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Daniel and the Destruction of Jerusalem

One of the most fascinating, yet difficult prophecies to understand and explain, is the vision revealed to Daniel by the angel Gabriel which concerned the ultimate end of the holy city, Jerusalem. Found in Daniel 9, the prophecy designated 70 weeks “to finish transgression, to make an end of sins, and to make reconciliation for iniquity” (Dan. 9:24). The prophecy predicted the revelation of the Christ, His being cut off and ultimately that “the prince that shall come shall destroy the holy city and the sanctuary (temple)” Daniel was warned that “upon the wings of abomination shall come one that maketh desolate” (Dan. 9:27).

When Jesus predicted of the temple “not one stone shall be left upon another” (Mt. 24:1f), He referenced this prophecy of Daniel, necessarily implying that the fulfillment of His prediction about Jerusalem’s destruction was an enlargement of the earlier prophecy of Daniel. He said, “When therefore ye see the abomination of desolation, which was spoken of through Daniel the prophet, standing in the holy place (let him that readeth understand) then let them that are in Judaea flee unto the mountains, let him that is on the housetop not go down to take anything out …” (Mt. 24:15-17). The prophecy of Jesus altered nothing that Daniel spoke; it did, however, add details which Daniel had not given.

First, Jesus told when the destruction of Jerusalem would take place: “This generation shall not pass away till all these things be accomplished” (Matt. 24:34). While Daniel did point to the same approximate time Jesus spoke of, Jesus was specific: it would occur during the lifetime of some of His apostles. Thus, Matthew 24’s account of the destruction of Jerusalem does not refer to some future event for us who live today. It would take place while some of Jesus’ disciples then lived. So if Jesus’ words were true, the destruction He (and Daniel) prophesied of has already taken place.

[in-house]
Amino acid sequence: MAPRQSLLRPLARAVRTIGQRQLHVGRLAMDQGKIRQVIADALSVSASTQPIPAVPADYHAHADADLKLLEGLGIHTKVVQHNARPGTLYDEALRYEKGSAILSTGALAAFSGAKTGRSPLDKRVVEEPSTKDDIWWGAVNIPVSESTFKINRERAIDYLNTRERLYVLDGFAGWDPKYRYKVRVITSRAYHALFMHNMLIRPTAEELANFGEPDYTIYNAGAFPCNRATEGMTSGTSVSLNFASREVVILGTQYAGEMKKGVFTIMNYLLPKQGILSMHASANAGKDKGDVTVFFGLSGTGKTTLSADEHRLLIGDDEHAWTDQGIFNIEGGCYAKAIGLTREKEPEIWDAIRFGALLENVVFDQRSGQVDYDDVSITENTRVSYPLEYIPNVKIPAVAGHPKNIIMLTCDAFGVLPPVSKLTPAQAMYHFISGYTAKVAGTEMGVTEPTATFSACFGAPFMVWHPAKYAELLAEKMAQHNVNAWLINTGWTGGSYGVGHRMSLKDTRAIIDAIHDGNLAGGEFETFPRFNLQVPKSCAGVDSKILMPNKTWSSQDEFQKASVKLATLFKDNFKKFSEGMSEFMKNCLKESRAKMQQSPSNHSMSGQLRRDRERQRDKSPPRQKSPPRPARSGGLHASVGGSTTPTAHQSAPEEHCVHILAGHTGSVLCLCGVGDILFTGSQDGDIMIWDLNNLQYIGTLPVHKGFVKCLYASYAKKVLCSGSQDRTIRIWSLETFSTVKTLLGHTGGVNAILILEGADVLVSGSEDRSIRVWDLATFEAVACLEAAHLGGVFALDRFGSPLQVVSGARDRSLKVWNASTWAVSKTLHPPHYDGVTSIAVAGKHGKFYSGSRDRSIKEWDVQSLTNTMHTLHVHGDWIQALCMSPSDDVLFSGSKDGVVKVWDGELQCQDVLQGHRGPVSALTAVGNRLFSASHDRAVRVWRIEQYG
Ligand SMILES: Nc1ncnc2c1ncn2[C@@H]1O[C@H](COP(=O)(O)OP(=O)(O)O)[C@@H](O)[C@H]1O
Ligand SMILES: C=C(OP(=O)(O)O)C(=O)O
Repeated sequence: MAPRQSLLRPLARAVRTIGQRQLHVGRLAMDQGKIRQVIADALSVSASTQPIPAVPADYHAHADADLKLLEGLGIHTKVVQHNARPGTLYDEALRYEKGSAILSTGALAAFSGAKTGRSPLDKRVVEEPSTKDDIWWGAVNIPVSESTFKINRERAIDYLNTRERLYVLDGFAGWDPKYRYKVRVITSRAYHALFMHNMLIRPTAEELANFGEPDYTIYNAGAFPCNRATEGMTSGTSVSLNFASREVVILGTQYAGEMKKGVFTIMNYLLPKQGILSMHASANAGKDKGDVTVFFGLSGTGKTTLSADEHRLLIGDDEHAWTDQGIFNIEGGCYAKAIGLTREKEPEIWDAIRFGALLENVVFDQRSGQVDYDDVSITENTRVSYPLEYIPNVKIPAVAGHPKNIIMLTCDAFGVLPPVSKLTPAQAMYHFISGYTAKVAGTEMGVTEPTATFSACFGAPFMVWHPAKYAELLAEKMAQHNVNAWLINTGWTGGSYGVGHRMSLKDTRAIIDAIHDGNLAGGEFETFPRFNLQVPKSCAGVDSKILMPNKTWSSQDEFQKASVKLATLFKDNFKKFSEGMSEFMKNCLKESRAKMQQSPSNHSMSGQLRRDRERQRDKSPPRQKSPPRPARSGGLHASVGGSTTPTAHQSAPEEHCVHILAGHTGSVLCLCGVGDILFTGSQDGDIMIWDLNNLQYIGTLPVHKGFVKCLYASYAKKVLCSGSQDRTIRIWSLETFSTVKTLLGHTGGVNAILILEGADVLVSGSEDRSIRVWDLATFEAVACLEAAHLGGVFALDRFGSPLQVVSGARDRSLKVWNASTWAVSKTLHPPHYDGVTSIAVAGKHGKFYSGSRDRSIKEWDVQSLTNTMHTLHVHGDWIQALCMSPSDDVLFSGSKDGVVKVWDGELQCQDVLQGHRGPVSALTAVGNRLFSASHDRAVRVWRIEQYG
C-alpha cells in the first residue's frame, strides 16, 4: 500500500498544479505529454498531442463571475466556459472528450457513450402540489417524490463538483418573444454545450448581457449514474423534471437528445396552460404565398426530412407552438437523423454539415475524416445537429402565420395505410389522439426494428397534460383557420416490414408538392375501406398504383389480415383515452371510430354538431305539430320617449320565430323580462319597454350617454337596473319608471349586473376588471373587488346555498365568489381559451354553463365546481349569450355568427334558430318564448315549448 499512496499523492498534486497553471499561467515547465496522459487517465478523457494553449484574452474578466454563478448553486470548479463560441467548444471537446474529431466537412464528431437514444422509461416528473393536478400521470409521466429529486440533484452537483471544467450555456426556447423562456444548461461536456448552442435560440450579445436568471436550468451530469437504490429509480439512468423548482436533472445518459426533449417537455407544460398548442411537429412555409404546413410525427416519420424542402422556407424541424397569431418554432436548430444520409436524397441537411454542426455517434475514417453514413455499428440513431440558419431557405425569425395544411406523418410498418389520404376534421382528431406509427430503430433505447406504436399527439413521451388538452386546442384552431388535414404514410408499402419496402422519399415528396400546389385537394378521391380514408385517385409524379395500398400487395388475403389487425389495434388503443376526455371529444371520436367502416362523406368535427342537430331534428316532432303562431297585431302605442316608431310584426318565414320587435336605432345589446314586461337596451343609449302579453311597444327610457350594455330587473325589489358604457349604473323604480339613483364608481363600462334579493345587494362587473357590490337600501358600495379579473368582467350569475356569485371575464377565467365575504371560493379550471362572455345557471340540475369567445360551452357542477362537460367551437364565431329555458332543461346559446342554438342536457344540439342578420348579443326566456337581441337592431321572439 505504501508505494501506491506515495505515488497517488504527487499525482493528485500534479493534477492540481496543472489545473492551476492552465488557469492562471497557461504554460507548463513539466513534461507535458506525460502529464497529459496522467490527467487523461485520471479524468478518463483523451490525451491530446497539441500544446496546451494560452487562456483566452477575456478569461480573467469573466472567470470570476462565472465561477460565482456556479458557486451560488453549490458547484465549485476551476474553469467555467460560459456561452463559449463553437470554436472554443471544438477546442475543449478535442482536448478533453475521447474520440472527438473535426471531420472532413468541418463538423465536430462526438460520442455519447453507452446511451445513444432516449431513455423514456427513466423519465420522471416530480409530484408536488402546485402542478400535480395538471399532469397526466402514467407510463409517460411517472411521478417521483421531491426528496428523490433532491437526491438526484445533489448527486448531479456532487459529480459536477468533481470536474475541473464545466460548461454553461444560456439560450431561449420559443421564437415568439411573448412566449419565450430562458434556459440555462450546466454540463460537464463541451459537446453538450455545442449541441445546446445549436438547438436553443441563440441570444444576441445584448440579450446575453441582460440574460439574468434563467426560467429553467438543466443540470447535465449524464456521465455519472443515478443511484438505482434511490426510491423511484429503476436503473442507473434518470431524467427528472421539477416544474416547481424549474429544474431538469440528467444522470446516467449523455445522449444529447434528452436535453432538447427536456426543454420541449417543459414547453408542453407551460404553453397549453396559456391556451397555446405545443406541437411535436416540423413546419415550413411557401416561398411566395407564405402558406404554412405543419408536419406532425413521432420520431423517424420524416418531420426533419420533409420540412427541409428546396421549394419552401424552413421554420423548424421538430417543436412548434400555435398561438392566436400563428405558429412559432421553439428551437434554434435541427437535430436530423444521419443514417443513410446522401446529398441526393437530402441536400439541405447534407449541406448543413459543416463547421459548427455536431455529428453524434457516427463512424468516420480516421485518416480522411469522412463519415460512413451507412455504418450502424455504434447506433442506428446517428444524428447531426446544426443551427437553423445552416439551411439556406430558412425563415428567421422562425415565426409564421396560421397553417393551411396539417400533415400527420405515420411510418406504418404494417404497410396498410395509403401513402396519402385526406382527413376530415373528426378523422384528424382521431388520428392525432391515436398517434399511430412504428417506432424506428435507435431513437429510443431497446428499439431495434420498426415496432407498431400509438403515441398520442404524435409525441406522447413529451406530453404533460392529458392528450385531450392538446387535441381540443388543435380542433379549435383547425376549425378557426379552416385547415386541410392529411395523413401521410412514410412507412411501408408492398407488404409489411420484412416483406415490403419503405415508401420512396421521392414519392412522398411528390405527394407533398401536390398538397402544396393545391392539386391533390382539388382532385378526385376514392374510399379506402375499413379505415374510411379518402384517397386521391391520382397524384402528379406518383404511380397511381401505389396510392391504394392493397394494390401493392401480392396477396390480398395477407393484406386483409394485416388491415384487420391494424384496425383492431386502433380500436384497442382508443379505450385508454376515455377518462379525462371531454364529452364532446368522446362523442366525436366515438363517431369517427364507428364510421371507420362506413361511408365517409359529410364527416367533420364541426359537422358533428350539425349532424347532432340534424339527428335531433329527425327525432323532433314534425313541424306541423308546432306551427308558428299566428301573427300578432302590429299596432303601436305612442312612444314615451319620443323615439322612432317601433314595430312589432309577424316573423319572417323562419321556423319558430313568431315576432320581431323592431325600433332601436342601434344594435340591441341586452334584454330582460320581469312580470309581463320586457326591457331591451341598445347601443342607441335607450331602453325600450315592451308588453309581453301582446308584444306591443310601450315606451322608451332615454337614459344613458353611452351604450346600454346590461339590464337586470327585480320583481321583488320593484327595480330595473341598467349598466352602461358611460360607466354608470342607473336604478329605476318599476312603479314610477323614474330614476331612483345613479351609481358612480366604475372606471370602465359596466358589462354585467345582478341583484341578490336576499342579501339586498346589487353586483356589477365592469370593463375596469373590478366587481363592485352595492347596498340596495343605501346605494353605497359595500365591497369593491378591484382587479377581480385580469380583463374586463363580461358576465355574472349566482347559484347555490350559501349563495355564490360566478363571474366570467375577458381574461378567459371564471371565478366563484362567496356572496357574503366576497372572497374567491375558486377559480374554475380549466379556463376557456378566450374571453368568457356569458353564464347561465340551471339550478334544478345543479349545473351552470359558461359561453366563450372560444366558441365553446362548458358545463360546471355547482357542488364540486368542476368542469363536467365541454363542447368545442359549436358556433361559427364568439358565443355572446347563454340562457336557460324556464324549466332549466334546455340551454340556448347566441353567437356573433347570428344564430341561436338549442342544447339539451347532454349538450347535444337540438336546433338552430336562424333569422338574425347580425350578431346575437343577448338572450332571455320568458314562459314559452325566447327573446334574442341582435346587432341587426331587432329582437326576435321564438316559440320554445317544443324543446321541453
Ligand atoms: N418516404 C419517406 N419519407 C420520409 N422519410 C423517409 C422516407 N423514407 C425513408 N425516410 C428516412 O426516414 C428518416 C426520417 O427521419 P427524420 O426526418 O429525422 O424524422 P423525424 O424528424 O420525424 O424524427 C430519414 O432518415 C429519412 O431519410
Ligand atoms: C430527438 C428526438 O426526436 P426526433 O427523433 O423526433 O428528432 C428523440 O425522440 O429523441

Second, Jesus added another feature to Daniel’s prophecy which Daniel had not revealed. Jesus revealed a way by which some then living could avert the carnage that would befall the city. That escape was connected with Daniel’s “abomination of desolation,” as spoken in Matthew. However, it was described by Luke in these words: “But when ye see Jerusalem compassed with armies, then know that her desolation is at hand” (Lk. 21:19). The “abomination of desolation” of Daniel is identical with “Jerusalem being encompassed with armies” of Luke. And when those of Judea and Jerusalem saw Jerusalem encircled by the Rome’s armies, that was their clue: Get out of the city (Luke 21:21). It was reported that when Roman armies encircled Jerusalem, for some unknown reason, she withdrew her armies briefly. This was the sign Christians in the city were looking for, and many fled her certain destruction. The words of both Daniel and Jesus came to pass just as both of them said they would.

How marvelous is God’s Word! It gives assurance and hope to believers in the literal fulfillment of its prophecies. Hundreds of years may pass from the utterance to the fulfillment of the prophecy (in the case of Daniel, about 600 years), but remember: “One day is with the Lord as a thousand years and a thousand years as a day.” Fulfilled prophecies set the Bible apart as a book like no other. Precious are God’s promises to those who both believe and obey Him.

Jim McDonald

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